- Any web based software such as Gmail, SalesFoce.com, Office 365
Workflow — Ei Dynamics is actually marketed and sold as a workflow solution, so this term is really personal in nature to me. I take it personally because when the term is misused or misrepresented, it directly affects our ability to articulate to prospective buyers what we do and how we differentiate from other solutions.
At Ei Dynamics we define workflow as the implementation of technology to systematically eliminate or reduce the manual and repetitive processing associated with a defined business process. We sometimes even refer to workflow as the robotization of business processes.
Unfortunately, in the software world – because the allure of automation is so strong and because workflow software has traditionally been associated with providing a framework from which business processes can be automated – many vendors and marketers include this term within their marketing and sales literature because it carries positive connotations. As a result of the overuse of the word to describe almost everything remotely associated with automation, the word has become significantly degraded. I even recently saw a promotional email from a major accounting software vendor who was promoting the fact that the ability to print a report from within their system was an aspect of how their software offered a workflow solution. Not sure if I’d go as far as claiming false advertising, but you make your own conclusion.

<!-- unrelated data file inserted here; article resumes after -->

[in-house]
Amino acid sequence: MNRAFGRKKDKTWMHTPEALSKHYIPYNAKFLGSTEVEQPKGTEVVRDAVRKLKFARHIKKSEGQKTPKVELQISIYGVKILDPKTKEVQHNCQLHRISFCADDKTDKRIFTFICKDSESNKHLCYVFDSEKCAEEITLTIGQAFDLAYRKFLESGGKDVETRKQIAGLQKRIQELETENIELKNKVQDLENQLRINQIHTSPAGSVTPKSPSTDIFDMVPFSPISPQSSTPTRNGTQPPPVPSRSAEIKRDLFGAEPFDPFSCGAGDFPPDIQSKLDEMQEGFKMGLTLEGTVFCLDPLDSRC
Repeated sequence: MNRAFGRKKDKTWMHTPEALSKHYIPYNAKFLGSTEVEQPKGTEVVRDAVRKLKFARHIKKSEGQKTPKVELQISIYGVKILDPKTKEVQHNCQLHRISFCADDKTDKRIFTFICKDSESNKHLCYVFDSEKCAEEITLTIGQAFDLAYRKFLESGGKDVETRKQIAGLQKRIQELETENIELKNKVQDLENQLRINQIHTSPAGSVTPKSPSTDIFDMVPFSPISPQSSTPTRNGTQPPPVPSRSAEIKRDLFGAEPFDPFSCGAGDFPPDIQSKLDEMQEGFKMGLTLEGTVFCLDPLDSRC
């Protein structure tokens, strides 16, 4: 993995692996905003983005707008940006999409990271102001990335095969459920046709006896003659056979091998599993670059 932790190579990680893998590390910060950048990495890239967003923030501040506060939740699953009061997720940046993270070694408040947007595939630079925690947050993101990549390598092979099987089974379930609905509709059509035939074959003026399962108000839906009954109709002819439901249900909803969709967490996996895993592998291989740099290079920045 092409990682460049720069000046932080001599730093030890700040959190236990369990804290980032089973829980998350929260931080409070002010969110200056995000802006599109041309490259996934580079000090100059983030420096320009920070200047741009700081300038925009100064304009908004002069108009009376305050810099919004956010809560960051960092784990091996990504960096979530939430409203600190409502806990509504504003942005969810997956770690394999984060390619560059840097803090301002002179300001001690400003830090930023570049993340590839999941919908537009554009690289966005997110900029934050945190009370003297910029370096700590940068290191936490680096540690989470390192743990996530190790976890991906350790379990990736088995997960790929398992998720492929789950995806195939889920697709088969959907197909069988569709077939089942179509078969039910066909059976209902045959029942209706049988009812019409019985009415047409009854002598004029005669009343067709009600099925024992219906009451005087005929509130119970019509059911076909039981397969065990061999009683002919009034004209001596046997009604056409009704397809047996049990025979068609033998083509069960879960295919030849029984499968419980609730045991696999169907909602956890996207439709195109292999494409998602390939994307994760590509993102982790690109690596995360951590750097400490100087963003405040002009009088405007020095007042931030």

ERP — Per Wikipedia, in 1990 Gartner Group first employed the acronym ERP as an extension of material requirements planning (MRP), later manufacturing resource planning and computer-integrated manufacturing. Without supplanting these terms, ERP came to represent a larger whole, reflecting the evolution of application integration beyond manufacturing. Not all ERP packages were developed from a manufacturing core. Vendors variously began with accounting, maintenance and human resources. By the mid–1990s ERP systems addressed all core functions of an enterprise. Beyond corporations, governments and non–profit organizations also began to use ERP systems.
Today the term ERP is essentially an acronym for any and all “accounting software”. Once Quickbooks started marketing their software as an ERP system, the term ERP basically became generalized. I’ve included this word as one that has become “clouded” because in the past when someone said they had an ERP system it actually carried some weight and status and evoked thoughts such as big company, sophisticated, complicated operations. Now basically your $100 copy of Quickbooks is an ERP system.
Unfortunately, it appears where money and business are concerned, nothing is sacred when it comes to words and their meaning. People have time and time again proven they will twist, manipulate and distort words without impunity if it provides them some type of competitive advantage. The result is that words get distorted over time, they lose their meaning, consumers become confused and new words are created to restore meaning and clarity.